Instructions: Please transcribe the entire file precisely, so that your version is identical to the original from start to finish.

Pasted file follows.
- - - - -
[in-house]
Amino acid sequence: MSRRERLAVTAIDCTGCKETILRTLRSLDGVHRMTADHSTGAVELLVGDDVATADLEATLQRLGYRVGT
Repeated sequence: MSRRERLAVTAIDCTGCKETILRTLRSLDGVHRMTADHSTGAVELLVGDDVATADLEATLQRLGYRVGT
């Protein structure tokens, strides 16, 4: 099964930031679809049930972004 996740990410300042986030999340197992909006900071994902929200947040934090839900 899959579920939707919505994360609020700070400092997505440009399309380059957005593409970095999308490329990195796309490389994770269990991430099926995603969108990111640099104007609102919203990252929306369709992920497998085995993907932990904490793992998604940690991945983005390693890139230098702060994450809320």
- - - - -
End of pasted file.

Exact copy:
[in-house]
Amino acid sequence: MSRRERLAVTAIDCTGCKETILRTLRSLDGVHRMTADHSTGAVELLVGDDVATADLEATLQRLGYRVGT
Repeated sequence: MSRRERLAVTAIDCTGCKETILRTLRSLDGVHRMTADHSTGAVELLVGDDVATADLEATLQRLGYRVGT
């Protein structure tokens, strides 16, 4: 099964930031679809049930972004 996740990410300042986030999340197992909006900071994902929200947040934090839900 899959579920939707919505994360609020700070400092997505440009399309380059957005593409970095999308490329990195796309490389994770269990991430099926995603969108990111640099104007609102919203990252929306369709992920497998085995993907932990904490793992998604940690991945983005390693890139230098702060994450809320």